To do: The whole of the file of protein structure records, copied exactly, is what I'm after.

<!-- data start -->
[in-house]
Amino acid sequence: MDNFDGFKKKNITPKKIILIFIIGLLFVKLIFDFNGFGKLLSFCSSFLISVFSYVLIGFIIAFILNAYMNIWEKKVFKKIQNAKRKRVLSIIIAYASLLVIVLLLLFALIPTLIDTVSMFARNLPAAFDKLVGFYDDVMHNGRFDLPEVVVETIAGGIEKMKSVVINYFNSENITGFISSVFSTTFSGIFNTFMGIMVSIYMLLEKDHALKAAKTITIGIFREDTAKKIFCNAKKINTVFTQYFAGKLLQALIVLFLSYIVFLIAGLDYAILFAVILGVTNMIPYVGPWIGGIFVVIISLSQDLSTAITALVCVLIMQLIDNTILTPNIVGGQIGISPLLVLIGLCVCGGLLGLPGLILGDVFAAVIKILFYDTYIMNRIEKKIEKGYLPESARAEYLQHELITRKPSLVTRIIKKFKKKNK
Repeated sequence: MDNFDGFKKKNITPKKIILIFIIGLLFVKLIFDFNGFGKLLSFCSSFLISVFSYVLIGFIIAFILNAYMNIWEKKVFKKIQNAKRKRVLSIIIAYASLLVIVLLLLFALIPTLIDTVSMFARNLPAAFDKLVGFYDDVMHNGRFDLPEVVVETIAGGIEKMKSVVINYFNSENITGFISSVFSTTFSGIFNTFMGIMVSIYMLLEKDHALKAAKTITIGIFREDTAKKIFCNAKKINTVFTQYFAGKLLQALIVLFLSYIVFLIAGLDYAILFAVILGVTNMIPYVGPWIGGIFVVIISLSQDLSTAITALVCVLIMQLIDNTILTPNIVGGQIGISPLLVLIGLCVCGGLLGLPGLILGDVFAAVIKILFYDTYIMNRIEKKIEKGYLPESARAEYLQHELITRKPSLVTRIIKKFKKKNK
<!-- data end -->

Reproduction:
[in-house]
Amino acid sequence: MDNFDGFKKKNITPKKIILIFIIGLLFVKLIFDFNGFGKLLSFCSSFLISVFSYVLIGFIIAFILNAYMNIWEKKVFKKIQNAKRKRVLSIIIAYASLLVIVLLLLFALIPTLIDTVSMFARNLPAAFDKLVGFYDDVMHNGRFDLPEVVVETIAGGIEKMKSVVINYFNSENITGFISSVFSTTFSGIFNTFMGIMVSIYMLLEKDHALKAAKTITIGIFREDTAKKIFCNAKKINTVFTQYFAGKLLQALIVLFLSYIVFLIAGLDYAILFAVILGVTNMIPYVGPWIGGIFVVIISLSQDLSTAITALVCVLIMQLIDNTILTPNIVGGQIGISPLLVLIGLCVCGGLLGLPGLILGDVFAAVIKILFYDTYIMNRIEKKIEKGYLPESARAEYLQHELITRKPSLVTRIIKKFKKKNK
Repeated sequence: MDNFDGFKKKNITPKKIILIFIIGLLFVKLIFDFNGFGKLLSFCSSFLISVFSYVLIGFIIAFILNAYMNIWEKKVFKKIQNAKRKRVLSIIIAYASLLVIVLLLLFALIPTLIDTVSMFARNLPAAFDKLVGFYDDVMHNGRFDLPEVVVETIAGGIEKMKSVVINYFNSENITGFISSVFSTTFSGIFNTFMGIMVSIYMLLEKDHALKAAKTITIGIFREDTAKKIFCNAKKINTVFTQYFAGKLLQALIVLFLSYIVFLIAGLDYAILFAVILGVTNMIPYVGPWIGGIFVVIISLSQDLSTAITALVCVLIMQLIDNTILTPNIVGGQIGISPLLVLIGLCVCGGLLGLPGLILGDVFAAVIKILFYDTYIMNRIEKKIEKGYLPESARAEYLQHELITRKPSLVTRIIKKFKKKNK